The MLB Hopes To Start Season In A Month, But It Seems Unrealistic

Nathan Solomon
New York Yankees
Feb 23, 2018; Tampa, FL, USA;New York Yankees right fielder Giancarlo Stanton (27), first baseman Greg Bird (33), center fielder Aaron Hicks (31), shortstop Didi Gregorius (18) and teammates stand on the field as they are introduced before the game against the Detroit Tigers at George M. Steinbrenner Field. Mandatory Credit: Kim Klement-USA TODAY Sports

Overnight, Jeff Passan (ESPN) reported that the MLB is working to begin the season as early as May in Arizona. The league and the players union have been in contact, and the plan would have all 30 teams based in the greater Phoenix area, perhaps for the entirety of the season. If the coronavirus shows strong improvement, the league could consider shifting back to normal operations.

The league has also been in contact with highly ranked health officials, and they are in support of the plan.

Included in the plan are an electric strike zone to distance umpires from players, elimination of mound visits of any type, and seven-inning doubleheaders. Players would have to sit in the stands six feet apart during games, to continue to maintain social distancing.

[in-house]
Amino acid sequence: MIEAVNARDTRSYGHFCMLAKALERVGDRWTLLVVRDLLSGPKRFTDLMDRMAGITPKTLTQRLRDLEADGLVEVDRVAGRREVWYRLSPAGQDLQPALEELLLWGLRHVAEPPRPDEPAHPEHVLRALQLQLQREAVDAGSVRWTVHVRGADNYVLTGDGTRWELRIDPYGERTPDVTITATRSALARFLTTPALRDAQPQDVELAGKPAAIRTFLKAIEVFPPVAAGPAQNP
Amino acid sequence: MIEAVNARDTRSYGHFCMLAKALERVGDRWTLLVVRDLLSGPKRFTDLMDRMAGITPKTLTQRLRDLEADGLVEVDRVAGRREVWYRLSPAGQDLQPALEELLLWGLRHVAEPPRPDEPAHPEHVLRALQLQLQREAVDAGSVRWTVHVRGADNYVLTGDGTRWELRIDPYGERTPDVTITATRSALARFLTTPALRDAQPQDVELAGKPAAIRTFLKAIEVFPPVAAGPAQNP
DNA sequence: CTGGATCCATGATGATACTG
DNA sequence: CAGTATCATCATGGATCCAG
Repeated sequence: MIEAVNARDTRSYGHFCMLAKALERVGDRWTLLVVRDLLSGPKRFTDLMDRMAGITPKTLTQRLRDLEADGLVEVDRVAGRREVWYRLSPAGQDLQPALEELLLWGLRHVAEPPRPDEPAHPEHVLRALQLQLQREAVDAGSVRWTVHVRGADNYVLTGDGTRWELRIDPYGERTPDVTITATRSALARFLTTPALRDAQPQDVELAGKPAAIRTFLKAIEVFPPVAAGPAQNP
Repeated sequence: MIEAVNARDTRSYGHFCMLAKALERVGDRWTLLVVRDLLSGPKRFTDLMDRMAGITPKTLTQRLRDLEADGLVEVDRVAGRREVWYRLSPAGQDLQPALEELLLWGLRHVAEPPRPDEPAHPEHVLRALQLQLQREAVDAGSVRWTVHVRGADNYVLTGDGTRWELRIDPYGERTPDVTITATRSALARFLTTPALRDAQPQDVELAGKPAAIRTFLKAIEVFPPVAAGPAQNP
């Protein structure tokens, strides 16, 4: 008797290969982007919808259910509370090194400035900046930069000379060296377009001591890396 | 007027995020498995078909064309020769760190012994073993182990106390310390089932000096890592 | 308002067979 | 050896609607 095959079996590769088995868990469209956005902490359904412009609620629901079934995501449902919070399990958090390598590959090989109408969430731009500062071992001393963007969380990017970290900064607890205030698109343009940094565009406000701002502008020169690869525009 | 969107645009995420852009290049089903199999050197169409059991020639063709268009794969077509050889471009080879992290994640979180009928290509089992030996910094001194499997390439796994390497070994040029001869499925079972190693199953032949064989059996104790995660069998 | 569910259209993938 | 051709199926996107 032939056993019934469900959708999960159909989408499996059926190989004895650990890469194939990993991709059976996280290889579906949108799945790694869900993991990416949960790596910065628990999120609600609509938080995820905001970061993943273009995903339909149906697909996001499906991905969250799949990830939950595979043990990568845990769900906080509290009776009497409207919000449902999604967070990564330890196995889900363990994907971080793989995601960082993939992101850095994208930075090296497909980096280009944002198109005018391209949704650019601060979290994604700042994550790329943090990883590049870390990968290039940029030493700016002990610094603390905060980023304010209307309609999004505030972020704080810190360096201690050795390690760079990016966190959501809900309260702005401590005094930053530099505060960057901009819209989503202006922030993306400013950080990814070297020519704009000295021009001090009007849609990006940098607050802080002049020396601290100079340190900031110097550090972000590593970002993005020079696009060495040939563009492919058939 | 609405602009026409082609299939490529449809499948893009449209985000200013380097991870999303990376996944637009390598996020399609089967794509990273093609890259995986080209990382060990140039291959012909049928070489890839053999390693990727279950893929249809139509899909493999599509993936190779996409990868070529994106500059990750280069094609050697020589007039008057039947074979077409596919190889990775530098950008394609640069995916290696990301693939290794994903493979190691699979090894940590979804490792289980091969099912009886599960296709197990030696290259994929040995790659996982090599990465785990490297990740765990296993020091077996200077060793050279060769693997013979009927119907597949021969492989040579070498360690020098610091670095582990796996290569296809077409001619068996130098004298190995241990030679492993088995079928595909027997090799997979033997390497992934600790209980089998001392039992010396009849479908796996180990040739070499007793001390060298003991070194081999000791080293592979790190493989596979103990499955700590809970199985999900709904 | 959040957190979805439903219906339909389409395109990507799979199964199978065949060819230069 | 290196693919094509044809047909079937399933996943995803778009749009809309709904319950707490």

Why This Seems Unrealistic

As much as I would love to see baseball, this seems wildly unrealistic. We’ve gone from the season possibly starting in July or August or even not at all, to the season starting in a month. There are a ton of logistics that need to be figured out by then.

All the games would be played at a dozen or so fields, including spring training parks and Chase Field, the home of the Diamondbacks. That’s a scheduling nightmare and tough on TV crews.

The league also needs to realize that the social distancing during the games would likely mean nothing. Players would just go back to the hotel and hang out with each other since there will be nothing else to do. The plan states that players would only leave hotels to go to and from fields, and nowhere else. I also have a hard time seeing players jumping on board for living in a hotel from May until at least October, with the possibility of not seeing their family for months.

What’s going to happen to minor leaguers? Are they just not going to have a season, or will they do something similar in Arizona on smaller fields such as high school fields?

Also, did the league forget that the average temperature is well over 100 degrees in Phoenix in the summer? They could do night games, but ratings will plummet on the East Coast. Arizona is two hours behind the East Coast, meaning a lot of 9:00pm starts for Yankee and Met fans.

A lot can change in a month, but I don’t see how the season can start in early May. The virus is still too dangerous, and there are so many logistics to figure out about the season in an extremely short period of time. Are the players even on board with this?

We’ll see what happens, but if this plan was to happen, maybe it takes place in June or July. May just seems too soon.